Neighbours not neighbourhoods! The last London Mooring Strategy…

The Canal & River Trust (CRT) is currently in the process of drafting a Local Mooring Strategy for the London area. Some of you may remember that 5 years ago British Waterways (BW), CRTs predecessor, initiated a series of local mooring strategies including parts of the London waterways and the Kennet & Avon (K&A).

In late 2010 noises started emerging that BW was looking to place significant restrictions on the Rivers Lee and Stort as well as the Hertford Union Canal. According to internal documents, BW felt that there were “more boats moored along the Lee than are desirable” (sound familiar?). Despite the plans still being in their early stages the documents show that BW already had a clear view of what the strategy would look like and that it would involve ‘neighbourhoods’. There was no consultation with liveaboard boaters.

By law, boaters cannot spend more than 14 days moored in one ‘place’ unless there is a good reason. BW wanted to give an interpretation of ‘place’ by splitting the waterways into 6 neighbourhoods with boaters not being allowed to spend more than 14 days continuously in a single neighbourhood.

The Stort was to be split into two neighbourhoods, all waterways south of the North circular were a single neighbourhood (including the Limehouse cut and the Hertford Union) and the Lee to the north was split into three neighbourhoods separated at Fielde’s Weir and the M25. On top of this, BW also planned to designate long stretches (including the whole of the Stort!) as 7 day mooring zones.

BW also wanted to enforce patterns of movement expecting boaters not only to spend time in all of the neighbourhoods but for that to be evenly distributed. Over the course of a year, boaters were expected to spend no more than 61 days in any one neighbourhood unless a £20 a day fee was paid. This increased to £40 a day if not paid in advance or on the day. There was also a minimum cruising range of 20km.

When this strategy was shared with the boating community there was widespread anger. Many thought the proposals were draconian and had been developed without liveaboard boaters having a chance to voice their opinion.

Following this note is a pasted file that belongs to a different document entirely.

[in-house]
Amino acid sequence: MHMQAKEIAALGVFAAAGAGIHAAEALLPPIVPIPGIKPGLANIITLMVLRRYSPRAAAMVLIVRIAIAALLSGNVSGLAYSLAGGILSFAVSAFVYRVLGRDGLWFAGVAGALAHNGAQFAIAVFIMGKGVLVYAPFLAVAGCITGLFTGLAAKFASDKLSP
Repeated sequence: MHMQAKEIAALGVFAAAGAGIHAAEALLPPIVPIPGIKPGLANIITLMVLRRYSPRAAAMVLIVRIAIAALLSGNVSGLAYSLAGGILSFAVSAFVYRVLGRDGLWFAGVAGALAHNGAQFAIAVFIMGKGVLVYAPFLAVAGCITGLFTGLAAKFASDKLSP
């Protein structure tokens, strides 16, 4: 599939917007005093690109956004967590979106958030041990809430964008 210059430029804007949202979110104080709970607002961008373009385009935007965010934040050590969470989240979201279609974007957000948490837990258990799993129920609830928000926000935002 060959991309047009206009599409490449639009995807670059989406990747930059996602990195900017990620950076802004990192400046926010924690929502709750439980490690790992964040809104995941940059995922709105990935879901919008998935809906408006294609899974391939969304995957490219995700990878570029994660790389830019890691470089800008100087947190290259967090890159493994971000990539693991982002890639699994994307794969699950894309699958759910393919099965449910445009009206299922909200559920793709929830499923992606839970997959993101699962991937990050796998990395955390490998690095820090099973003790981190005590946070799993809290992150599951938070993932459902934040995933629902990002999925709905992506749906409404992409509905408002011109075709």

In February 2011 BW launched a consultation but tried to rush it through, giving boaters little time to respond. Of course, our community wasn’t going to stand for that.

Turnout at public meetings organised by BW was dominated by hundreds of boaters who expressed their concern at the impact the new rules would have on their lives and the lack of research BW had done. The community rallied and local groups, including London Boaters, worked to debunk the assumptions which BW had made by talking to local residents and waterway users including rowers, canoers and cyclists. The London Boaters group also conducted surveys of boaters and towpath users. This work showed that the assumptions made by BW were wrong and made clear the damaging impact the proposals would have on the liveaboard community. They also highlighted that boaters were seen by many to have a positive impact on the waterways.

In September 2011, against a wave of opposition, BW realised the game was up and announced that it was dropping its plans.

While neighbourhoods were never put into place in London, they were implemented as part of a 12 month trial in 2014 on the K&A. Seeing how BW backed down in London but pressed on with the K&A should remind us that threats to our community spread beyond London. We must work together for all boaters, wherever they may be.

At the end of the K&A trial the strategy was dropped but it was replaced by the current enforcement policy. A policy which has created uncertainty, stress and difficulty in the lives of many boaters.

Many of the arguments used against the Lee and Stort mooring policy (which led to it being successfully rejected by London’s boaters) are just as true in the context of the current enforcement policy which applies to us all. The NBTA opposes this policy. By organising and pulling together as a community, as well as building working relationships with other waterway and towpath users, groups such as London Boaters showed that we can make our voice heard and successfully challenge policies where they are unfounded and unfair. So when CRT publishes the plans for the new London Mooring Strategy, let us remember the strength of our community and the power of our voice.

One thought on “Neighbours not neighbourhoods! The last London Mooring Strategy…”

  1. Good work. Keeping an eye on the traffic behind is as essential as watching where you are going. The PLA has just completed a similar mooring consultation. Worth reading for the bullshit content very especially the beautifully crafted submission (36) of one David Beaumont p.34 and the totally inane response of the PLA.


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